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Oliver Wight Blog

Six critical elements that will get your business ‘Ready to Respond’ to the post-COVID-19 future

By Stuart Harman, Partner at Oliver Wight Asia Pacific

26 June 2020


As COVID-19 continues to have significant impact around the world, the uncertainties it has created for individuals, organisations and governments are not going away. In geographies where infection rates are dropping, concerns remain about a second wave, whilst governments struggle to restart or kick-start economies that have slid into recession.

So, faced with unprecedented levels of global uncertainty how should businesses be preparing themselves for the future? Scenario and Contingency Action Planning is a powerful methodology that when robustly applied can get an organisation ready to respond to multiple potential futures and deliver competitive advantage.

At Oliver Wight we have identified six critical elements required to make your organisation response ready.

1. Identify the situations that would have the highest impact

Benjamin Franklin was famously quoted as saying "By failing to prepare you are preparing to fail", but what should you be preparing for? If you are going to put effort and resources into preparing for the future it is logical to focus on potential future situations that will have the biggest impact on the success of your business, both positive and negative.

 

2. Identify the situations that are most uncertain

If something in the future is known and reasonably certain, scenario plans are not required. Actions can be supported with a degree of certainty of the future outcome. Scenario planning is most powerful when applied to future situations that are most uncertain. This is when contingency plans become worth their weight in gold!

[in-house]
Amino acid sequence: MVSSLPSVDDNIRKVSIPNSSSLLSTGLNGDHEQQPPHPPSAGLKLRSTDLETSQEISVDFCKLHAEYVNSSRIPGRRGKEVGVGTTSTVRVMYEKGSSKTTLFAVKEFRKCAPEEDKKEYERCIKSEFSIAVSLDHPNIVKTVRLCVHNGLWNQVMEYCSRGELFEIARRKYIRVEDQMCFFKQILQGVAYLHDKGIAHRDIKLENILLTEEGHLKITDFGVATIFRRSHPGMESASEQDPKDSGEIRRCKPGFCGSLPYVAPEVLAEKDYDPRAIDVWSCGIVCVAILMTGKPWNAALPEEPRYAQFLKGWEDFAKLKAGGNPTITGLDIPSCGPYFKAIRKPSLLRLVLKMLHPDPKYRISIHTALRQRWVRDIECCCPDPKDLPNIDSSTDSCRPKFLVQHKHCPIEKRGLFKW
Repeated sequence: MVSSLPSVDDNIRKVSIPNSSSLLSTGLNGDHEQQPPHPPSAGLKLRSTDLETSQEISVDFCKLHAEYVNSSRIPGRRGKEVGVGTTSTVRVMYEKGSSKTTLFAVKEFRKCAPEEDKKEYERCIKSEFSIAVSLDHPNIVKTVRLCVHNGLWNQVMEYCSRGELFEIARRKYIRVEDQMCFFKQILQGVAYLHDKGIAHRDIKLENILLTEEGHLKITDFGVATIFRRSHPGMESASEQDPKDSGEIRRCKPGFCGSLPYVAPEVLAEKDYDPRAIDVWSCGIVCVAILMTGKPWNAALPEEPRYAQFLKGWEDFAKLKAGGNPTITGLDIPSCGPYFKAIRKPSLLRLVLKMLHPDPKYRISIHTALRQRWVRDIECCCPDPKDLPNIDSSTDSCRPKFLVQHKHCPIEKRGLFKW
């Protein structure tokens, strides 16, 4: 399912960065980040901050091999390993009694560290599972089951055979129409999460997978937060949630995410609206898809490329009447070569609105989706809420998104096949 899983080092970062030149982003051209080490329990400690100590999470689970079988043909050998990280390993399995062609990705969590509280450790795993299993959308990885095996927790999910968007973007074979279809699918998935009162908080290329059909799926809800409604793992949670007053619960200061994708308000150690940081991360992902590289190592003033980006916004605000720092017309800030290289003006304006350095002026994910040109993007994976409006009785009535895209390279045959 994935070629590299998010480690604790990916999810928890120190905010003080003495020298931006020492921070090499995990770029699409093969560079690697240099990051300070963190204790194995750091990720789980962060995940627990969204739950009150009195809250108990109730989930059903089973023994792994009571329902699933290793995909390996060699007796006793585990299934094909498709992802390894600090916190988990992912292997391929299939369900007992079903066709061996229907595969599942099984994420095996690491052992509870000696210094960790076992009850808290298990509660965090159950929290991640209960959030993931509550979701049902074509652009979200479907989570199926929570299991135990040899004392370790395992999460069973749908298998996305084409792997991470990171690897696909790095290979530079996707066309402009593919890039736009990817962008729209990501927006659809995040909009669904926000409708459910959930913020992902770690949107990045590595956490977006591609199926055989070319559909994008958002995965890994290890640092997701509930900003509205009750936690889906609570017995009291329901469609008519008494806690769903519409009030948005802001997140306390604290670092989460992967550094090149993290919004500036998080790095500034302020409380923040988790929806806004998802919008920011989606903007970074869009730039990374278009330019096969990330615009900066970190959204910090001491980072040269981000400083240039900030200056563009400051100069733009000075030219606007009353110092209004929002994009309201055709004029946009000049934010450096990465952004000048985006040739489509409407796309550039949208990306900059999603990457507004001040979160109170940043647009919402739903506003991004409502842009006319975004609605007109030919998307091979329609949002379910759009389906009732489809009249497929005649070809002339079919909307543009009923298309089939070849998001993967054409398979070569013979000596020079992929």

3. Identify the extremes associated with the future critical uncertainties

The future situations that have the highest impact on the business and are most uncertain are the critical uncertainties. Identifying the extreme outcomes associated with each critical uncertainty provides the basis for the scenarios about the future that you should create contingency plans for. A current example is the uncertainty about when Australians will be able to undertake business travel to New Zealand. One extreme is that this could recommence in July 2020 as "trans-Tasman travel bubble" is established. The other extreme is that international borders between Australia and New Zealand effectively remain closed to business travel until 2021. 

 

4. Create Contingency Plans to deal with the scenarios

Contingency action plans are the element that makes an organisation ‘Ready to Respond’ to the scenarios should they become a reality in the future. Ensuring that Contingency Action Plans include executive owners, lead times, resource requirements, and clear accountabilities will enable them to be successfully operationalised.

 

5. Identify the Triggers that will indicate that a scenario is likely to become the future

Identifying the indicators that will trigger a contingency plan is essential to providing sufficient lead time for execution. Defining the process for scanning the environment for those indicators and allocating responsibility for it is key to making it happen. Who will define, look for and report on the indicators? Who will make the decision to trigger execution of the contingency plan?

 

6. Prepare your organisation to execute the Contingency Action Plans excellently

Effectively preparing your organisation to execute the Contingency Action Plan will unlock competitive advantage. A Contingency Action Plan that sits on a shelf gathering dust risks being a surprise to those tasked to execute it when it is triggered. A plan that has been kept current, has been briefed to, and is understood by those who must execute it, and has been practiced or rehearsed, will be executed more effectively.

 

In our experience, very few organisations invest time and effort in making sure their contingency action plans are understood and have been rehearsed. Given the value at stake this is surprising to say the least.

Is your organisation ‘Ready to Respond’?